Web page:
Within two months of P's starting therapy his parents noticed that he was more social, spent less time in his room, and no longer appeared depressed. After three months of weekly sessions which continued to focus on his ocular segment, his forehead was more mobile and his ocular symptoms occurred less frequently. The lower half of his face, however, remained motionless which I pointed out to him. Light, direct pressure was then applied to the muscles of his jaw. This elicited fearful yelling, following which he described experiencing a feeling of liveliness in his lower face. He began to speak up spontaneously in therapy and at home. I continued encouraging him to express emotions with his eyes, loosening his occipital armor with direct biophysical work, and having him move his eyes. After twenty-five sessions, with an improved ability to make emotional contact with himself, he was able to stand up to his father without losing control or withdrawing. Although prominent before, anxiety, especially in therapy sessions, was now clearly associated with doubting, overintellectualization, and feeling "frozen." Addressing this characteranalytically was of little help, but having him stamp his feet on the floor and punch a cushion gave him much relief from "thinking too much." P now reported that his vision became more acute and sometimes three-dimensional after his sessions. This often lasted for up to two days. In general, he appeared more lively. P was also more aware that his doubting occurred in relationship to his feeling "frozen."
By August 1994, after thirty sessions, feeling better and stronger, he resumed his college education and came to therapy monthly. Within three months, however, P was again depressed and experiencing more frequent ocular symptoms: "zoning out" and confusion. He resumed weekly sessions, took a medical leave from school, and began working in a shopping mall.
In treatment, screaming and kicking while on the couch now resulted in sensations of deadness in his arms. His response to anxiety in the sessions, freezing up with frustration and doubt, was also more pronounced and obvious to both of us. Gagging himself loosened tension in the muscles of his throat, and with my encouragement of emotional expression, resulted in a fuller voice. As treatment continued, he increasingly appeared on the verge of crying, but could not allow this expression. Finally, while looking at me he said, "You are saving me, you can see what is wrong when no one else could." He then sobbed from his chest and looked more integrated and alive. Over the next few months he came to realize that the frustration he had felt so strongly was simply a response to holding back sadness. The frustration had increased his ocular symptoms, his doubting, and being "frozen." The reactions are now much less prominent and interfere far less with his general functioning. P continues in weekly therapy Interestingly, although he stopped his antibiotics, his acne cleared as his face became more mobile.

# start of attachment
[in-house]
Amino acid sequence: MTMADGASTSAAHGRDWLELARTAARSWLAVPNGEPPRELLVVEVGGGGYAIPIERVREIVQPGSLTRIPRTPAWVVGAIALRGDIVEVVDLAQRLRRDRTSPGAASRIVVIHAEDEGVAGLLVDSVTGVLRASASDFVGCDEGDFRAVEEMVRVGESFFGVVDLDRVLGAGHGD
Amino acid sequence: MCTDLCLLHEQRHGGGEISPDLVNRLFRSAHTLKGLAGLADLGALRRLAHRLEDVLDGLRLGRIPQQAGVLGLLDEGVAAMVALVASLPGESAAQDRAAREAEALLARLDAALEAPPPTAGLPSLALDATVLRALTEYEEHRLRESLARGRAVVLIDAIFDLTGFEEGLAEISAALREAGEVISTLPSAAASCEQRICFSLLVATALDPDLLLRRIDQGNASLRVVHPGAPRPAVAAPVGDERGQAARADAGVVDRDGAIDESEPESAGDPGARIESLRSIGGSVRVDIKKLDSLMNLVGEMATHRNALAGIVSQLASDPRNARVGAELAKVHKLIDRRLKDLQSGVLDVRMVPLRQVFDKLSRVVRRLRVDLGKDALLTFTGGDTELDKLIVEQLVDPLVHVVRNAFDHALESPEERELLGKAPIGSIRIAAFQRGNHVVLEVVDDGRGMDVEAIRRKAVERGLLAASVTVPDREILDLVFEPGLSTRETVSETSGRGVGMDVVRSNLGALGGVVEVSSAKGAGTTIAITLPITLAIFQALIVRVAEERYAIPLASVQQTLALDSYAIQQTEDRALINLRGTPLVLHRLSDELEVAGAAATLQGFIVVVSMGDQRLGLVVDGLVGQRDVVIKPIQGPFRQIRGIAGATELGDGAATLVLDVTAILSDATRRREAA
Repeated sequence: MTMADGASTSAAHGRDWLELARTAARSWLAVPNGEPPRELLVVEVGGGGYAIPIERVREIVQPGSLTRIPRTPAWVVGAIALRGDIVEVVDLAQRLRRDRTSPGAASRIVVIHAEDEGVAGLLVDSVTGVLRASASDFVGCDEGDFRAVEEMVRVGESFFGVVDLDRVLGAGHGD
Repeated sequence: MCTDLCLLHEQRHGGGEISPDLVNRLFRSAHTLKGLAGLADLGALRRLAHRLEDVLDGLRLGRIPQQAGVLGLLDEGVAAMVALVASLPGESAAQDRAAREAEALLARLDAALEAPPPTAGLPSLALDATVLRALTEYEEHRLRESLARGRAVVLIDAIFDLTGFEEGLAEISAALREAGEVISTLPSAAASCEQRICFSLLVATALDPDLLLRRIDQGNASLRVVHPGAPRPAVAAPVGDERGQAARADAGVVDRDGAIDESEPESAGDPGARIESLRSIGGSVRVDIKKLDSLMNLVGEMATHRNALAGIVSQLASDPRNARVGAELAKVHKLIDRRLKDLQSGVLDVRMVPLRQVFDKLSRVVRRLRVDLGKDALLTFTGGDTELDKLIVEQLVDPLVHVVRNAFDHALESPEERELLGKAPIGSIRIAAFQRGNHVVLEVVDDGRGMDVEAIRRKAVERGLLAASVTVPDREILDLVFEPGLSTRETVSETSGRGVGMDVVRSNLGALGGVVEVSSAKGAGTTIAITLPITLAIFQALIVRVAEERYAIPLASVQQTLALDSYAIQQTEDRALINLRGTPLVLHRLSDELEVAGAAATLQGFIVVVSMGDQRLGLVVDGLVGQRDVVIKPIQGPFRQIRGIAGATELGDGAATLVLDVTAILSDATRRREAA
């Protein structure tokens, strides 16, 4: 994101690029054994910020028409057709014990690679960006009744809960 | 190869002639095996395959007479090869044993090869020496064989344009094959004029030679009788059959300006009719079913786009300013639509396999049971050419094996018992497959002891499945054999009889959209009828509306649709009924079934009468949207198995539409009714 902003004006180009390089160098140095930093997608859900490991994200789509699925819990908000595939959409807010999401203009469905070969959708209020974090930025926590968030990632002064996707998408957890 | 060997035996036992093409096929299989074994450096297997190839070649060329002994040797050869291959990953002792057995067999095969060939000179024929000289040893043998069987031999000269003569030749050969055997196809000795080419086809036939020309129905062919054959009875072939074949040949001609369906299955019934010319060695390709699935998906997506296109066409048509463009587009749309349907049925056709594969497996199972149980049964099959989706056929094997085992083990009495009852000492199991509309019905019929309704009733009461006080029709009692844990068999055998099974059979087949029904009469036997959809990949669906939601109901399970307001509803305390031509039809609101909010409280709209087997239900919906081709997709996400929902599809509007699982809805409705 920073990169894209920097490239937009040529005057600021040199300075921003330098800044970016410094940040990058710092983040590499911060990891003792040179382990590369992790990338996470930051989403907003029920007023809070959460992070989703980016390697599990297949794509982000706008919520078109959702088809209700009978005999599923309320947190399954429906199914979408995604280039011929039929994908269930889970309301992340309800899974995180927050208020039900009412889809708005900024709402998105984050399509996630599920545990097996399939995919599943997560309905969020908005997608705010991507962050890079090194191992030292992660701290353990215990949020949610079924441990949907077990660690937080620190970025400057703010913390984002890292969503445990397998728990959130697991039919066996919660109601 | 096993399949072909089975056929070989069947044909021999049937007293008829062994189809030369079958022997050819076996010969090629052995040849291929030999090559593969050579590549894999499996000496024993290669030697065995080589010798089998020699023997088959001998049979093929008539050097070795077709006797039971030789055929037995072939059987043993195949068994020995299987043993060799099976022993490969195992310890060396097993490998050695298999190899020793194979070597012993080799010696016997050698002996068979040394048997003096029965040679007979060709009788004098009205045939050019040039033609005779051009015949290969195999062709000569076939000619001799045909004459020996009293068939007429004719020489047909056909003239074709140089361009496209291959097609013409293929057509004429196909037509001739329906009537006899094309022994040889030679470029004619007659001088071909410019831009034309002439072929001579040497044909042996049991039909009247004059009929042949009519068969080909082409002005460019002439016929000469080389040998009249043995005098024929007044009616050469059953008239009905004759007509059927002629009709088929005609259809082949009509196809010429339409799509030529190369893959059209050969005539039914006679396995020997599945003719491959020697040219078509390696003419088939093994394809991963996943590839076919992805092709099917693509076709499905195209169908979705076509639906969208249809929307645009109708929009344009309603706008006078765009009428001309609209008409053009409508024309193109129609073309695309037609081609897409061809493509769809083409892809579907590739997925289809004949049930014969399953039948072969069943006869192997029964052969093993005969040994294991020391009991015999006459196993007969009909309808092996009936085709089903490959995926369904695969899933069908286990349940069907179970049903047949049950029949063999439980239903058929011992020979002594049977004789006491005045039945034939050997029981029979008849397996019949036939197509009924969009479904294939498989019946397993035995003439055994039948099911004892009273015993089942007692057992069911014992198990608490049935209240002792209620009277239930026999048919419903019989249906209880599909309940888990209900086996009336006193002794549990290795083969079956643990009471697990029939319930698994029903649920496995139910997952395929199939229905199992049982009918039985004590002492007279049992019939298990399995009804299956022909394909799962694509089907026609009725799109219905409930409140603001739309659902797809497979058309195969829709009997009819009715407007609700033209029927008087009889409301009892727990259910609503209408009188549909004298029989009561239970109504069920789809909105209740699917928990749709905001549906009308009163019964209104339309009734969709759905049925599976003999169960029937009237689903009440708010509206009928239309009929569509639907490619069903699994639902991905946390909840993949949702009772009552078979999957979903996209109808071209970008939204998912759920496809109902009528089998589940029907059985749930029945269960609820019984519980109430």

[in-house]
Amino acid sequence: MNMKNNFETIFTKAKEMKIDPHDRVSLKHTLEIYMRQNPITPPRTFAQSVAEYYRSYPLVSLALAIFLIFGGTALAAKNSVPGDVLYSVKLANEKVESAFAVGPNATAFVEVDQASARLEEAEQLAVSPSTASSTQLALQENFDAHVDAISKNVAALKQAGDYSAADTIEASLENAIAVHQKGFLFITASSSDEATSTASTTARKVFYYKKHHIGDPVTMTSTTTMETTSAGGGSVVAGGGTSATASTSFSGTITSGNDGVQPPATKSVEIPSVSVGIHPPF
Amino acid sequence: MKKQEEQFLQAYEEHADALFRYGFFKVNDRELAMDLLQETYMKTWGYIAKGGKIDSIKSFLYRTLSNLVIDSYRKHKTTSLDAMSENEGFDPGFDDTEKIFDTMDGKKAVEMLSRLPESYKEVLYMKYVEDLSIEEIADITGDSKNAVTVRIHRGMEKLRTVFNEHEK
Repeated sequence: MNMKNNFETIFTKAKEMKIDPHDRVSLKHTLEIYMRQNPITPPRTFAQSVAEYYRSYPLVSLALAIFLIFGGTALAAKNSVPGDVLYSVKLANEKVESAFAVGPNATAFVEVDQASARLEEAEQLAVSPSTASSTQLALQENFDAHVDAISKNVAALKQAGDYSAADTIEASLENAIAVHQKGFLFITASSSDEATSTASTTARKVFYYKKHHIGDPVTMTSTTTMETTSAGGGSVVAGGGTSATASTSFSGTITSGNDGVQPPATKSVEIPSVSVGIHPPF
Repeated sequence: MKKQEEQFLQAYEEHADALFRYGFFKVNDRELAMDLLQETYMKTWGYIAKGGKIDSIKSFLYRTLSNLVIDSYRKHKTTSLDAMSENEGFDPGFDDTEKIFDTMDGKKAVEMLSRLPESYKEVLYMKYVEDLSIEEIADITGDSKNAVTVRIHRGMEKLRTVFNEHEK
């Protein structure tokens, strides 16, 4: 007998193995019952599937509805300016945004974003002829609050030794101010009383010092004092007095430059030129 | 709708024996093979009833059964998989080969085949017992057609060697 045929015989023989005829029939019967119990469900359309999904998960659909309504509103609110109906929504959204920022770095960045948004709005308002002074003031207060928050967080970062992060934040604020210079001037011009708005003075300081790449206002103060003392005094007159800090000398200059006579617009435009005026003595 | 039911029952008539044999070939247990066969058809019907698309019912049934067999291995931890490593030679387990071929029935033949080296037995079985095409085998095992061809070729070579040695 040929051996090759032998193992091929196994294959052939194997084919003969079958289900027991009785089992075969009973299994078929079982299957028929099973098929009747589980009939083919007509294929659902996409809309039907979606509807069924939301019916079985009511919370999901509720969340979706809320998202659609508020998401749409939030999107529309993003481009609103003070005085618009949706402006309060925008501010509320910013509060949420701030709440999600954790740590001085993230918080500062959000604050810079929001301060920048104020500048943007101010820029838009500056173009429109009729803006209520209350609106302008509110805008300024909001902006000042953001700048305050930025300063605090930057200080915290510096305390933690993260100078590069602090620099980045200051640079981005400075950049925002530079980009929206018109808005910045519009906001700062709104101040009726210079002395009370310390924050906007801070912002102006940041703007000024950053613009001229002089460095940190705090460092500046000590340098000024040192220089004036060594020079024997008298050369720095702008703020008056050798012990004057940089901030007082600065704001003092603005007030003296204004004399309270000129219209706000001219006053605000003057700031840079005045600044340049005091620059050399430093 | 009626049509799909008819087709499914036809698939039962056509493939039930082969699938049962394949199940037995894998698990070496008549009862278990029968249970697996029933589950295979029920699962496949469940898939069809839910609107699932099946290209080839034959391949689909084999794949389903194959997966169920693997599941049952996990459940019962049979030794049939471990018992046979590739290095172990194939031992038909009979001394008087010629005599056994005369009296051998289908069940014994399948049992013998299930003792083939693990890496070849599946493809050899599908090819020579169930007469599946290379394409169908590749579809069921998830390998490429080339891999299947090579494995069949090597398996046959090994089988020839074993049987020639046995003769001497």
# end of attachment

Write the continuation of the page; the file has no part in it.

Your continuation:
Although P was clearly depressed, his characterologic diagnosis was catatonic schizophrenia. The essential features of schizophrenia, as delineated by Reich, were clearly demonstrated by the patient and include the split between perception and excitation, a severe throat block, and minimal respirations in the presence of a soft chest. In P, these manifested in his extreme emotional disconnection, his tendency to "zone out"(described as "a deadness," feeling nothing, with loss of vision), his constricted emotional expression, minimal speech, and tight voice, and his apparent lack of respiration with low bioenergetic charge. His catatonic symptoms included physical immobility and waxy flexibility.
Careful attention to and biophysical mobilization of his ocular segment loosened his ocular armoring. Together with breathing and the physical expression of emotion his bioenergetic charge was increased, the quality of his emotional contact improved, and his depressive symptomatology was alleviated. In the process, underlying feelings of sadness emerged and were able to be expressed. As a result of these positive developments, he demonstrated a greater capacity for work, interpersonal relatedness, and social interaction.
This case demonstrates the importance of an accurate characterologic diagnosis. Although some of the patient's symptoms appeared to be and some were related to depression, they were more specifically a consequence of his intolerance of bioenergetic charge and movement.
An appreciation of the schizophrenic split led to the correct characterologic diagnosis. This, in turn, determined a therapeutic approach which specifically addressed the patient's major biophysical pathology, primary ocular segment armoring with decreased bioenergetic charge. Unlike traditional psychiatry's diagnostic criteria for schizophrenia, the presence or history of psychotic symptoms was not required to make this diagnosis. In conclusion, if the diagnosis had been made on the basis of the patient's prominent depressive symptomatology without consideration of his biophysical presentation, the bioenergetic significance of his depression and severe emotional contactlessness would have been missed - to the detriment of their resolution in treatment.
1. The presence of hallucinations, delusions, markedly illogical thinking or formal thought disorder.
2. Cerea flexibilitas (waxy flexibility) is commonly observed in the catatonic. The patient will maintain the body position in which it is placed for an extended period of time.
1. Baker, E.F. Man in the Trap. New York: The MacMillan Co., 1967.
2. Diagnostics and Statistical Manual, 4th Ed. Washington DC: The American Psychiatric Association, 1994.
3. Reich, W. Character Analysis. London: Vision Press, 1950.
4. The New Harvard Guide to Psychiatry, Cambridge, Mass: Harvard University Press, 1988.